Eskenazi Health to Host Women’s Health Day on September 22

Numerous health screenings will be available

Indianapolis, Sept. 10, 2018 – Eskenazi Health will host a Women’s Health Day on Saturday, Sept. 22, providing numerous vital health screenings for the benefit of all women in Central Indiana.

Eskenazi Health providers and students will be available on the fifth floor of the Sandra Eskenazi Outpatient Care Center, 720 Eskenazi Ave. with breast models, check your blood sugar stations and additional women’s health information. The event will take place from 8 a.m. to 4 p.m. Parking is available in the Eskenazi Health Parking Garage.

The Eskenazi Health Center Primary Care – Center of Excellence in Women’s Health and the St. Margaret’s Diagnostic Breast Center will provide cervical and breast cancer screenings in addition to osteoporosis screenings. Breast and cervical screenings will be made available through the Breast Cervical Cancer Program for those who do not have insurance. Those interested in attending this event may schedule a time by calling 317.880.6050.

Eskenazi Health has a goal to provide the highest quality of care to the women of Central Indiana throughout a woman’s life. The health care team includes Internal Medicine and Family Practice physicians, experienced nurse practitioners and certified behavior specialists. Starting at puberty onward, women’s bodies are a continuum of change. The goal of Eskenazi Health is to provide the highest quality of care to the women of Central Indiana throughout all those changes.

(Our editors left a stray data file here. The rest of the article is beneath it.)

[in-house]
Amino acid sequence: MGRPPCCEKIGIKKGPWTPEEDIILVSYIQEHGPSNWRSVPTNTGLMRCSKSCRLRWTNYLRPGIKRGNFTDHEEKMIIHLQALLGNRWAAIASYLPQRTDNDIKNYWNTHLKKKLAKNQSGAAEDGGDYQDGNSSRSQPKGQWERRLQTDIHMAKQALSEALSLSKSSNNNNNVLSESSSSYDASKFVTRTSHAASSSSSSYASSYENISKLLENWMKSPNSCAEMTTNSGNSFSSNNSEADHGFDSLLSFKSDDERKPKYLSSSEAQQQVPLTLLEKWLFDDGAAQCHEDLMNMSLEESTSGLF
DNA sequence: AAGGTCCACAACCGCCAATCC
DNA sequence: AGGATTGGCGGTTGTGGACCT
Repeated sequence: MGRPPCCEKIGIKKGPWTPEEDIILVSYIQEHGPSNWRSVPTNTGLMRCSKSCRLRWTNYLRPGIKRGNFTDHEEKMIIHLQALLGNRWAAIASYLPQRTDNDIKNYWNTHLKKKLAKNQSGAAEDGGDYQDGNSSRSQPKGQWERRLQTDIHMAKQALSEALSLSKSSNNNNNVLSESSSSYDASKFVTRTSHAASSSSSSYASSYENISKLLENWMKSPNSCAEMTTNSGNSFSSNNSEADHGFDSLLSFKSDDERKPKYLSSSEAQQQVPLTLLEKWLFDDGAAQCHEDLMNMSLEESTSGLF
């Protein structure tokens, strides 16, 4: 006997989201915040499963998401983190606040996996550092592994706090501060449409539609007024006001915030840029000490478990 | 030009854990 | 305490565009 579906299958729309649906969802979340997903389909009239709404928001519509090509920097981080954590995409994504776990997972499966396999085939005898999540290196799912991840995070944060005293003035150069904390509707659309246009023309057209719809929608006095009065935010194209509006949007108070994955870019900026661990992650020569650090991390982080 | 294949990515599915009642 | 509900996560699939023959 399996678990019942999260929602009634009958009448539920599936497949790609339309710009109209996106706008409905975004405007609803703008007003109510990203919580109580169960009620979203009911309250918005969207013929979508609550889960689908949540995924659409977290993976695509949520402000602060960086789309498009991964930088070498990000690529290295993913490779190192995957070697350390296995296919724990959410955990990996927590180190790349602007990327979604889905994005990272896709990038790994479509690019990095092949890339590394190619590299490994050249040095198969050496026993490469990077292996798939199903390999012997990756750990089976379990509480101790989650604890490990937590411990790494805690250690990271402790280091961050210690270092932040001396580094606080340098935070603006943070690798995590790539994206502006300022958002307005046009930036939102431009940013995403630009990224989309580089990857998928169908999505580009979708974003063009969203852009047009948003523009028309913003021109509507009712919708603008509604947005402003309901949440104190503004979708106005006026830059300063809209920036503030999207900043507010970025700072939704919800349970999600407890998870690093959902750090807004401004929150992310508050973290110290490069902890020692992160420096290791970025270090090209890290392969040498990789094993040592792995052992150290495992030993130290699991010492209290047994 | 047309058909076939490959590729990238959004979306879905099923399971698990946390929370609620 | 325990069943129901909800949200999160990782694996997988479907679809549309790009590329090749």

The Eskenazi Health Women’s Health Day is being held in conjunction with Gynecologic Cancer Awareness Month, which is recognized each September. It’s a perfect time to encourage women to learn more about cancers of the cervix, vagina, vulva, ovaries and uterus including early detection and prevention. Every year in the United States, about 89,000 women are diagnosed with and more than 29,000 die from a gynecologic cancer.

Cervical cancer is the second most common type of cancer for women worldwide, but because it develops over time, it is also one of the most preventable types of cancer. Deaths from cervical cancer in the United States continue to decline by approximately 2 percent a year. This decline is primarily due to the widespread use of the Pap test to detect cervical abnormalities and allow for early treatment.



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